In a previous posting Mike you mentioned “hope the conjunctivitis goes away quickly too. I got a bout a few months ago from my grandson who gave me a bug that turned into a sinus infection and then it went into my lungs and into my eyes. Required oral antibiotics to stop”

Well this is the same thing that is happening to me! I have been off work with the following symptoms:

Conjunctivitis – first good eye then bad eye, week to clear up for each.
Developed very tight wheezy chest toward end of second week and still have today.
Now have sinus inflection also, and on my second batch of oral antibiotics.

This is all most likely coincidental I know but I did speak with the doctor about whether I was more sensitive or susceptible to eye inflections given my predisposition to iritis and he said yes. Neither my wife nor daughter contracted the conjunctivus as evidence of this.

Anyway I just hoping the pressure reduces in the good eye as predicted in 4-6weeks. Mike, was the antibiotics that you took generally to clear up the sinus and chest inflection or was further related to the conjunctivus and eyes somehow and something that I should point out to the doctor?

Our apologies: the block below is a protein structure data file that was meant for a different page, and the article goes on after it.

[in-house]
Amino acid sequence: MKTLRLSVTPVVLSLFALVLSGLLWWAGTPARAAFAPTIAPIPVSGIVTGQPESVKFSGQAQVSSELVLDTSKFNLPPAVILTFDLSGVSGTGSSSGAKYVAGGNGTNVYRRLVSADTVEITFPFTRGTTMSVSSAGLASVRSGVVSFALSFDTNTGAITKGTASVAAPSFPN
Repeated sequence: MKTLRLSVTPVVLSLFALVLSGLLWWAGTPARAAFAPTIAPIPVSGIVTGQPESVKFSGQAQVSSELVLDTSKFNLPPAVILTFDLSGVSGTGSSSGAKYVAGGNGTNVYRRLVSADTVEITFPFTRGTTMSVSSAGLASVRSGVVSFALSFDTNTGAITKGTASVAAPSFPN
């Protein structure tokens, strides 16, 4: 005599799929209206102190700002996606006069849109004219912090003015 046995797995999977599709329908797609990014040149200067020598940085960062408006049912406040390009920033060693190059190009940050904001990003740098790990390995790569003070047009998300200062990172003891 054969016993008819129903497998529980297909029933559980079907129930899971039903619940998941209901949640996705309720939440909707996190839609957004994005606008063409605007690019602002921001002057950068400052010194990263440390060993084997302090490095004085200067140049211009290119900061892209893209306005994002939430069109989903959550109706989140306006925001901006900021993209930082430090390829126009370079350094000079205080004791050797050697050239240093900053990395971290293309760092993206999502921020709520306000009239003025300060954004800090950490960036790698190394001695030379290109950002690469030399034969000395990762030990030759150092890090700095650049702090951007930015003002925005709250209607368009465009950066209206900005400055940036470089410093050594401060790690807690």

Mark

Jess
Posts: 2
Joined: Sun Jun 11, 2006 5:28 pm

New To Forum

Post by Jess » Mon Aug 28, 2006 4:57 pm

Hi my name is Jessica and I am 25. I have had Iritis for one year. It started in the right eye then the following week it was in both eyes. I have been taking predforte to try to cure the iritis but all it does is keep it from getting any worse it is hard since i dont know anyone with iritis or even people who have heard of it. My dr's have put me through test after test all negative they dont know why i have irits its probably because all i have is iritis but they say you have to have something else but i guess what i am saying is i feel alone with this eye thing and would love to hear how others live with it or have gotten ride of it thanks Jess